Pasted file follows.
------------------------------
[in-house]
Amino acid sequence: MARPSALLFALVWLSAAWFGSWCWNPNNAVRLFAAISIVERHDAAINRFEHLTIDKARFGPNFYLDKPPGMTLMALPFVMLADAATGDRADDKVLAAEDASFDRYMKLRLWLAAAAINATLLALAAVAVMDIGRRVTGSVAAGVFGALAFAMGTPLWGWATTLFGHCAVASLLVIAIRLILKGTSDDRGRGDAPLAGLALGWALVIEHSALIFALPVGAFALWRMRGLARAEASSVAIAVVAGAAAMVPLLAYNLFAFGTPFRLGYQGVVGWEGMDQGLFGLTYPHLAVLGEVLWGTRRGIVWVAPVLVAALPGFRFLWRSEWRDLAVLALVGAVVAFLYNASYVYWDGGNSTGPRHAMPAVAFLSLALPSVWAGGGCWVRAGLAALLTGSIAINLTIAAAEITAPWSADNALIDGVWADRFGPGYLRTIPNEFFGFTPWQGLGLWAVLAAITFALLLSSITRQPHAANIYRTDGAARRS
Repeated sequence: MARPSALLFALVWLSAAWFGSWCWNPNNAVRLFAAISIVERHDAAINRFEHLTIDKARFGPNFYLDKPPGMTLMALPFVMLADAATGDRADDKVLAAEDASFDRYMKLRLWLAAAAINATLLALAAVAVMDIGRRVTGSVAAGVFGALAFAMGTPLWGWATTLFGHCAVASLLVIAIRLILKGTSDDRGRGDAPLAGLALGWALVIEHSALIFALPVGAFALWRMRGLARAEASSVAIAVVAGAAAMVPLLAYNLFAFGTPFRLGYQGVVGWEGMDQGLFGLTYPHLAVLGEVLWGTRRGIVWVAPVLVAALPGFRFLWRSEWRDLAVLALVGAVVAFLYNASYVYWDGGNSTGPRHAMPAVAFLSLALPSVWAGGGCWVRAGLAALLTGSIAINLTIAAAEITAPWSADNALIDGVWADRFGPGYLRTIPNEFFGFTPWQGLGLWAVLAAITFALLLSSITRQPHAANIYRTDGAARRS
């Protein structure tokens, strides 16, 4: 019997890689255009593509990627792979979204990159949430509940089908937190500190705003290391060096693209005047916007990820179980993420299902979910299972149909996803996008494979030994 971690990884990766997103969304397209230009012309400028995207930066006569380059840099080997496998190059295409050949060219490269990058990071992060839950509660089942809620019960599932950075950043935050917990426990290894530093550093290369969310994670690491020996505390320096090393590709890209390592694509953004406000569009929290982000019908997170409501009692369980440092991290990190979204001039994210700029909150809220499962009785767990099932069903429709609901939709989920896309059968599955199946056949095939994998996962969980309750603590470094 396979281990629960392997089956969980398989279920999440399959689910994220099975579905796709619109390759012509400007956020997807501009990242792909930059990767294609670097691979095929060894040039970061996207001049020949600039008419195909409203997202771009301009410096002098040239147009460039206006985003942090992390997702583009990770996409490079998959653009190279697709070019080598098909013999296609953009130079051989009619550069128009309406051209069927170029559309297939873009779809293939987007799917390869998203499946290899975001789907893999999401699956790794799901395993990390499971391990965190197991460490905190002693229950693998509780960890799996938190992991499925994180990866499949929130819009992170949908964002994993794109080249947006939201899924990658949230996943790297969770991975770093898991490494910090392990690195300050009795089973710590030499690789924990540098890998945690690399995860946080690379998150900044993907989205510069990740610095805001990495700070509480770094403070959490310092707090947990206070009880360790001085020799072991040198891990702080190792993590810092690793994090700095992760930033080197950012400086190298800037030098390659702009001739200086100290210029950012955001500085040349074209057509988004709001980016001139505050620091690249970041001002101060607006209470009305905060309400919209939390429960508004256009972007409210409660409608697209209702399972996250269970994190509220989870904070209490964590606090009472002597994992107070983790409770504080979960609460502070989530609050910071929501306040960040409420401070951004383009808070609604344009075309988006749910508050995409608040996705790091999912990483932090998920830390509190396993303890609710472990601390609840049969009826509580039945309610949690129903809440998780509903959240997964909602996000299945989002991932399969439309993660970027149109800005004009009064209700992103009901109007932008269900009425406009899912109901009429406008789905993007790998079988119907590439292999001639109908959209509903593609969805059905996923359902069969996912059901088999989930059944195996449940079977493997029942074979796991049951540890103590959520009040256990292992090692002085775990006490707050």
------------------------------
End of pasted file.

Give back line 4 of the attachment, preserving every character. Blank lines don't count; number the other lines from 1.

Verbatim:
């Protein structure tokens, strides 16, 4: 019997890689255009593509990627792979979204990159949430509940089908937190500190705003290391060096693209005047916007990820179980993420299902979910299972149909996803996008494979030994 971690990884990766997103969304397209230009012309400028995207930066006569380059840099080997496998190059295409050949060219490269990058990071992060839950509660089942809620019960599932950075950043935050917990426990290894530093550093290369969310994670690491020996505390320096090393590709890209390592694509953004406000569009929290982000019908997170409501009692369980440092991290990190979204001039994210700029909150809220499962009785767990099932069903429709609901939709989920896309059968599955199946056949095939994998996962969980309750603590470094 396979281990629960392997089956969980398989279920999440399959689910994220099975579905796709619109390759012509400007956020997807501009990242792909930059990767294609670097691979095929060894040039970061996207001049020949600039008419195909409203997202771009301009410096002098040239147009460039206006985003942090992390997702583009990770996409490079998959653009190279697709070019080598098909013999296609953009130079051989009619550069128009309406051209069927170029559309297939873009779809293939987007799917390869998203499946290899975001789907893999999401699956790794799901395993990390499971391990965190197991460490905190002693229950693998509780960890799996938190992991499925994180990866499949929130819009992170949908964002994993794109080249947006939201899924990658949230996943790297969770991975770093898991490494910090392990690195300050009795089973710590030499690789924990540098890998945690690399995860946080690379998150900044993907989205510069990740610095805001990495700070509480770094403070959490310092707090947990206070009880360790001085020799072991040198891990702080190792993590810092690793994090700095992760930033080197950012400086190298800037030098390659702009001739200086100290210029950012955001500085040349074209057509988004709001980016001139505050620091690249970041001002101060607006209470009305905060309400919209939390429960508004256009972007409210409660409608697209209702399972996250269970994190509220989870904070209490964590606090009472002597994992107070983790409770504080979960609460502070989530609050910071929501306040960040409420401070951004383009808070609604344009075309988006749910508050995409608040996705790091999912990483932090998920830390509190396993303890609710472990601390609840049969009826509580039945309610949690129903809440998780509903959240997964909602996000299945989002991932399969439309993660970027149109800005004009009064209700992103009901109007932008269900009425406009899912109901009429406008789905993007790998079988119907590439292999001639109908959209509903593609969805059905996923359902069969996912059901088999989930059944195996449940079977493997029942074979796991049951540890103590959520009040256990292992090692002085775990006490707050």